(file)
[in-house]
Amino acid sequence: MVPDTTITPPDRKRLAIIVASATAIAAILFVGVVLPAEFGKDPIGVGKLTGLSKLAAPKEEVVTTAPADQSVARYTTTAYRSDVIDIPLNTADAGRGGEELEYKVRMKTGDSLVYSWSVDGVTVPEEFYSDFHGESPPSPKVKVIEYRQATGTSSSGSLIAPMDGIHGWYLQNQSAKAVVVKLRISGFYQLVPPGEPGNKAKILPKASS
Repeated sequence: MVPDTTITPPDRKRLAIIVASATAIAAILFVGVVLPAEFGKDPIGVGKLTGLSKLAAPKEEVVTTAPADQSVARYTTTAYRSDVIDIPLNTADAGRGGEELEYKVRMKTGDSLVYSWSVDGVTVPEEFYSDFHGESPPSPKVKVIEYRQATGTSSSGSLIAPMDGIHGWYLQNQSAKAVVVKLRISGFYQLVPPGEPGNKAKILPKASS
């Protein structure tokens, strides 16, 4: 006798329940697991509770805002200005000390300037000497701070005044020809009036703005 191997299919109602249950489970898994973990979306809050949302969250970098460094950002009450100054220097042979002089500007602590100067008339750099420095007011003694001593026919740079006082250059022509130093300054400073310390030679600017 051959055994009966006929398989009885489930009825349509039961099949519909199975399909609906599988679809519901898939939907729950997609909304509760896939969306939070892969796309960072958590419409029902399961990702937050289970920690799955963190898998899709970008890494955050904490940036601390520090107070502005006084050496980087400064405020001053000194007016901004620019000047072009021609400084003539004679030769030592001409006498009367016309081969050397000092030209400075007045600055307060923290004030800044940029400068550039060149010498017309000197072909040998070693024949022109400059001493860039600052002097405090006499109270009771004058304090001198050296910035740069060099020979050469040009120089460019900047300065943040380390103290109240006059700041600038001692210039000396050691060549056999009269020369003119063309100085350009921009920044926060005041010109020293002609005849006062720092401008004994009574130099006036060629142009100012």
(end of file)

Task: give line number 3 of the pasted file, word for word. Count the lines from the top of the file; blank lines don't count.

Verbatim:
Repeated sequence: MVPDTTITPPDRKRLAIIVASATAIAAILFVGVVLPAEFGKDPIGVGKLTGLSKLAAPKEEVVTTAPADQSVARYTTTAYRSDVIDIPLNTADAGRGGEELEYKVRMKTGDSLVYSWSVDGVTVPEEFYSDFHGESPPSPKVKVIEYRQATGTSSSGSLIAPMDGIHGWYLQNQSAKAVVVKLRISGFYQLVPPGEPGNKAKILPKASS